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Blue Star bondholders give company another shot

Blue Star bondholders give company another shot

By Paul McBeth

Aug. 10 (BusinessDesk) – Blue Star Group’s bondholders have voted to give the company another shot, by a slim margin, to return their money rather than risk receivership.

Some 76.9% of bondholders voted in favour of a deal that will see them miss out on interest repayments for another two years and convert 36% of their bonds into non-interest bearing hybrid securities. The deal needed 75% approval to get over the line.

“The board appreciates the decision of bondholders to give this company time to demonstrate that it can deliver on the repositioning and restructuring that it is undertaking to drive higher levels of earnings,” managing director Chris Mitchell said in a statement. “Improved performance is the key to bondholders receiving some or all of their investment back.”

The printing group sweetened the proposal last week by giving bondholders the opportunity to buy into the $15 million loan Australian owner Champ Private Equity will give to the company. Any bondholders taking a share of that debt will be on a pro-rata basis, plus oversubscriptions.

Champ will also convert $10 million of subordinated debt, plus $2.7 million of interest, into equity.

The private equity company said it was “pleased to continue supporting management in their implementation of Blue Star’s growth strategy, with the prospect of improved profitability, albeit in what is widely recognised as a very challenging industry.”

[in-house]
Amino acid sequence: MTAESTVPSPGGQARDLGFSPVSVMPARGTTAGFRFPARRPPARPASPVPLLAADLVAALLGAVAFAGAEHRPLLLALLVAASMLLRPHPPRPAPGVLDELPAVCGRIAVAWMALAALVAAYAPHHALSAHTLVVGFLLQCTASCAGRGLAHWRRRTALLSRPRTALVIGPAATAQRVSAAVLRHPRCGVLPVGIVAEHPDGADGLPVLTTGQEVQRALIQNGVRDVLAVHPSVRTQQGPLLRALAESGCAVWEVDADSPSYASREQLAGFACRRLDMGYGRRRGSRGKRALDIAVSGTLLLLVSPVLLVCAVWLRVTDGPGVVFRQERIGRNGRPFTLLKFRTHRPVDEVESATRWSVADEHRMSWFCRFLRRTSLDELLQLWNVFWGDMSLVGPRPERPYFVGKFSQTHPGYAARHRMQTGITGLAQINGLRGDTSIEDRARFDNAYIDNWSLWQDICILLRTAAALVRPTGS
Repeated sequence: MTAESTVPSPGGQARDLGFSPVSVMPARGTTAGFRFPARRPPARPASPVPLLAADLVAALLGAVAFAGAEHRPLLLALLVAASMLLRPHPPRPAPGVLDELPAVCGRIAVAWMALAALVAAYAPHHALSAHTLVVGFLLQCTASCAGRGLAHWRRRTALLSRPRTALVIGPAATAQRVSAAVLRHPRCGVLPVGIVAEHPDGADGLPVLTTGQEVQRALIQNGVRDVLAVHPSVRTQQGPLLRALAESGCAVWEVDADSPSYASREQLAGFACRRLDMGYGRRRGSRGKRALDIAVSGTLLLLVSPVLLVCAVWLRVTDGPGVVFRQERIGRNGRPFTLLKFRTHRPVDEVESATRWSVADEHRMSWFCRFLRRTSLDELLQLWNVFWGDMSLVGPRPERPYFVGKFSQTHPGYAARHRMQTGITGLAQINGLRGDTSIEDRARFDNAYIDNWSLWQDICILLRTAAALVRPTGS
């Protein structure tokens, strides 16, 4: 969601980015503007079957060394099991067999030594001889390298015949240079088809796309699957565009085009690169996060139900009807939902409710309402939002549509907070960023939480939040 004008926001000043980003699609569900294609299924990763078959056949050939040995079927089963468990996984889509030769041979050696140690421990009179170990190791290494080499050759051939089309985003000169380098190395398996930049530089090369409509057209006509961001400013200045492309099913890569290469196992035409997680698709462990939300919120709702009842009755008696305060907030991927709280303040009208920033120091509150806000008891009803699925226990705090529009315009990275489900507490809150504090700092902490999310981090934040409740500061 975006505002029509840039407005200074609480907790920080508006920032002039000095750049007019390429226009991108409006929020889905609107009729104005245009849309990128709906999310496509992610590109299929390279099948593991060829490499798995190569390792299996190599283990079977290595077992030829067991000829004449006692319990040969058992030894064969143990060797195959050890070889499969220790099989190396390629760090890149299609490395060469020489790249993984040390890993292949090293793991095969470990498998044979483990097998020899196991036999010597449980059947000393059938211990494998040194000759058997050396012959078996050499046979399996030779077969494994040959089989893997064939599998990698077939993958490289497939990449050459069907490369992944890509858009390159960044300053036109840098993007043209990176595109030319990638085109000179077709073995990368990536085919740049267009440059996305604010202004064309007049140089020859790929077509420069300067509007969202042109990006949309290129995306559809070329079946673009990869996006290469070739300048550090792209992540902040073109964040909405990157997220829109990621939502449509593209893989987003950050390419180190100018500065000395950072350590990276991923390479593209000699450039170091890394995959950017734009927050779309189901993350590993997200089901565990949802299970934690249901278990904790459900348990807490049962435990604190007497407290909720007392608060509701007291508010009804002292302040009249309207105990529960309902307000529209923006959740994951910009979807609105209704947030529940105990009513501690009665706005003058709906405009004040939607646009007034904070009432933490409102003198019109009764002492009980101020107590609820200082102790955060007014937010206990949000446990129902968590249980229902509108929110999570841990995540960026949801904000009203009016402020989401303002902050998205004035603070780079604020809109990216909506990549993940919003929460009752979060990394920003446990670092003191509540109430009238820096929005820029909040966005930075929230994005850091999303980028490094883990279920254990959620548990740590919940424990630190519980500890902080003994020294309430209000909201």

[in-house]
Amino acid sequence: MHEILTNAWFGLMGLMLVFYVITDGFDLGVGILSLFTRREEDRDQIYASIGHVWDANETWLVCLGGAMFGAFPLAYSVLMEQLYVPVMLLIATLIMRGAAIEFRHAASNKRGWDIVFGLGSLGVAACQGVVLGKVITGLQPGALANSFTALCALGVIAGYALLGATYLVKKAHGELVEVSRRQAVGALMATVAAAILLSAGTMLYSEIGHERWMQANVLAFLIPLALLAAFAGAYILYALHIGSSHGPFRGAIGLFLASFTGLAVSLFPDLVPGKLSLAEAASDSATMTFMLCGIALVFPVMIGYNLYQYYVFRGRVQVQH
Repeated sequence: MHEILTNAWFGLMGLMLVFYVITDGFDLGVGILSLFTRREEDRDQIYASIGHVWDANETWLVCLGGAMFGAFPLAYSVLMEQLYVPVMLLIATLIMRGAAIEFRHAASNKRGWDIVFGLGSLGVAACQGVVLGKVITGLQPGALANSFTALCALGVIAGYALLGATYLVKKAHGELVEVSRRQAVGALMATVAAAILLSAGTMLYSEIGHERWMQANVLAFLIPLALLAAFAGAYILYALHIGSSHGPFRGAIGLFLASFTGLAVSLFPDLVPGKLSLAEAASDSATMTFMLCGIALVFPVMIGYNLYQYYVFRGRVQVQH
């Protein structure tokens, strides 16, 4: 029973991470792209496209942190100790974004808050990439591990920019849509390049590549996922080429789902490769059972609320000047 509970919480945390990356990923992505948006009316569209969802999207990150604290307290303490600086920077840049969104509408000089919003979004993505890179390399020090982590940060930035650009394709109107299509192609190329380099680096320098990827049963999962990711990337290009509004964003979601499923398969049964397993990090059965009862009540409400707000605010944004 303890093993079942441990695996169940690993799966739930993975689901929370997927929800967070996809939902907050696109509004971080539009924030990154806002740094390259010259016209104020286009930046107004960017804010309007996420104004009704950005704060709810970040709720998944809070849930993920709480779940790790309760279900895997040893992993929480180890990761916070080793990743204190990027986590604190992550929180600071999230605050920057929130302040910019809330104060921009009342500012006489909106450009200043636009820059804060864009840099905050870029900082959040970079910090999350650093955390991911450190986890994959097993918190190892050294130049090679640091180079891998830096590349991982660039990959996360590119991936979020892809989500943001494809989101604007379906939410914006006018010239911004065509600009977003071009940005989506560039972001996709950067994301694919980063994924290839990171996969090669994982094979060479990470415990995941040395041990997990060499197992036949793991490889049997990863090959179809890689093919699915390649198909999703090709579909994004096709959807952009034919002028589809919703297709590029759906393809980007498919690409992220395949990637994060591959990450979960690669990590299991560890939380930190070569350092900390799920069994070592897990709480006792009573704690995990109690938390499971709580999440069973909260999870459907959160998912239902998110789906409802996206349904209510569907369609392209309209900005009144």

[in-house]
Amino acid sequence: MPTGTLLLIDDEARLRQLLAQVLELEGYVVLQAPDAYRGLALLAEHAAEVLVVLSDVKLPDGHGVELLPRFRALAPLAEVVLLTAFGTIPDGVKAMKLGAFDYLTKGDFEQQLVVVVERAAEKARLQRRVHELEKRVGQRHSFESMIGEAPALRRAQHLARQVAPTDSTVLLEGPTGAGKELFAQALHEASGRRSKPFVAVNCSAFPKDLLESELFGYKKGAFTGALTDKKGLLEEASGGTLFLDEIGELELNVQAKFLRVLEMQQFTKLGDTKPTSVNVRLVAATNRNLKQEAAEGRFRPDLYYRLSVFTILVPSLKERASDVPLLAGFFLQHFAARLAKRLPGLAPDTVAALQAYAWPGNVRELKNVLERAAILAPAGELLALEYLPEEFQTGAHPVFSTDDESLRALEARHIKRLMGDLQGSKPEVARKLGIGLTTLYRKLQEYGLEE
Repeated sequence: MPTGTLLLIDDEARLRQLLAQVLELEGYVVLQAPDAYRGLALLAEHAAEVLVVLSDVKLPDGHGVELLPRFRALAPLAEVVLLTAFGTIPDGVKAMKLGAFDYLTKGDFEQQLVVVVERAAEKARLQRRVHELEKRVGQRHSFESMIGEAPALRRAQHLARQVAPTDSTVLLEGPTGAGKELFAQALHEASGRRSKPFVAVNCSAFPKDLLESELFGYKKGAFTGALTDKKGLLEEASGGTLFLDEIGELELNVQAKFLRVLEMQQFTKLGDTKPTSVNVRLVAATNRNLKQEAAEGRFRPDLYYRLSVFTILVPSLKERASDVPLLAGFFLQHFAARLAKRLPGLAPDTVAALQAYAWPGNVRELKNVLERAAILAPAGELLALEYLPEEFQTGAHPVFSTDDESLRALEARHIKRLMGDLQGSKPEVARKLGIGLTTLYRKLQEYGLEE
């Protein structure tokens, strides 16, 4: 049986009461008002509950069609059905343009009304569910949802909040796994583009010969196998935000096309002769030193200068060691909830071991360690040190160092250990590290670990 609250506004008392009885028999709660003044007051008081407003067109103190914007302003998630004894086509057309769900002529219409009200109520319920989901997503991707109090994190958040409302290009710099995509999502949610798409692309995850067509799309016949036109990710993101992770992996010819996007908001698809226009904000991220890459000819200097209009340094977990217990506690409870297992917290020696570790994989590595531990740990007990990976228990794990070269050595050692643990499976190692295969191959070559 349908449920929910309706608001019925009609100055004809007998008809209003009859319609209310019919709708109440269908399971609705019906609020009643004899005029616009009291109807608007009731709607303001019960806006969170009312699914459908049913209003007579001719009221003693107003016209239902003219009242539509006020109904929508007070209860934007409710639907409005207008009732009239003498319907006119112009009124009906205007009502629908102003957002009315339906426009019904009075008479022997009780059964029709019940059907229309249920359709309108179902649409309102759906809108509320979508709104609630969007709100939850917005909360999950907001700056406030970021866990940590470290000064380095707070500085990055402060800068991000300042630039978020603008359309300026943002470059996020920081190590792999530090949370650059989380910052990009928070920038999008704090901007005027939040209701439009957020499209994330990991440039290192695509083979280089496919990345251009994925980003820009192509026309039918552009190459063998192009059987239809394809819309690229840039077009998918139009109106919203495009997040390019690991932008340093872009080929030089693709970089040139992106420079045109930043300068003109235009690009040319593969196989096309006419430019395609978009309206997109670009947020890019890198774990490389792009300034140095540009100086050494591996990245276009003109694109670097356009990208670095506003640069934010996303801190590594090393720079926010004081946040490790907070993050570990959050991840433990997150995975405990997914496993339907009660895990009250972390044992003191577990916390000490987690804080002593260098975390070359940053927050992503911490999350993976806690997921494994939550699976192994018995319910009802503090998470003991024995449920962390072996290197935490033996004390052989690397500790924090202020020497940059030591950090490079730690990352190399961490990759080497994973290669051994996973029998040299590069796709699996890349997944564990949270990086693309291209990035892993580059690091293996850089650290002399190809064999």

Some bondholders reacted angrily to the proposal, which will split their $105 million of debt into two new tranches, having already had interest repayments frozen in 2009.

The main tranche, totalling 64% of the debt, will pay a lower interest rate of 9.1%, starting from July 2013, and the hybrid tranche won’t make a return unless Blue Star pays a dividend.

The reason bondholders got upset was that the new Champ loan pays a higher interest rate and would rank above their new debt. The other Champ loan, which will convert into equity, would also have ranked ahead of the 34% tranche of bond.

Last month, Blue Star tried to plead its case, saying its lenders would force it into receivership if bondholders didn’t accept the offer.

KPMG’s independent report of the original offer said it wasn’t fair to bondholders and that full repayment was unlikely with Blue Star a high risk investment.

The NZDX-listed bonds traded today at 11.98 cents in the dollar, according to the NZX website.


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